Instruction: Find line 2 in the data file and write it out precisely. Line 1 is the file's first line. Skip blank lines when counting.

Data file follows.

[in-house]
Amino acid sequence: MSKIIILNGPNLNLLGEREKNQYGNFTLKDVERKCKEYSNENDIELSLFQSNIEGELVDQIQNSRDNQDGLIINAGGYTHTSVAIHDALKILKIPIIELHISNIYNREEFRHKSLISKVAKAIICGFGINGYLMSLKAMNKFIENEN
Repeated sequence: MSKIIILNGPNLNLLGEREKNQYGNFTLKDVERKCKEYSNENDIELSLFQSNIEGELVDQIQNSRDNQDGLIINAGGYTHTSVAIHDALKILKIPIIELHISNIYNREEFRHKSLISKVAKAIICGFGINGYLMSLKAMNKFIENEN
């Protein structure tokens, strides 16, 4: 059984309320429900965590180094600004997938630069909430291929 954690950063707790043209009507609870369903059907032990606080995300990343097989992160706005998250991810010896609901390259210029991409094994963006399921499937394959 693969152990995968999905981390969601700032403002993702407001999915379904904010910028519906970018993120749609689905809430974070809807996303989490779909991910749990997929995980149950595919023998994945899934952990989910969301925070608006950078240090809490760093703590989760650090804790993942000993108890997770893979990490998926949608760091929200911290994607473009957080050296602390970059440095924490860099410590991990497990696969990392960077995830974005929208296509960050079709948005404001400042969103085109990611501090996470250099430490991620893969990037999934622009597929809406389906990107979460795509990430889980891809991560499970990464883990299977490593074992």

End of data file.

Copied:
Amino acid sequence: MSKIIILNGPNLNLLGEREKNQYGNFTLKDVERKCKEYSNENDIELSLFQSNIEGELVDQIQNSRDNQDGLIINAGGYTHTSVAIHDALKILKIPIIELHISNIYNREEFRHKSLISKVAKAIICGFGINGYLMSLKAMNKFIENEN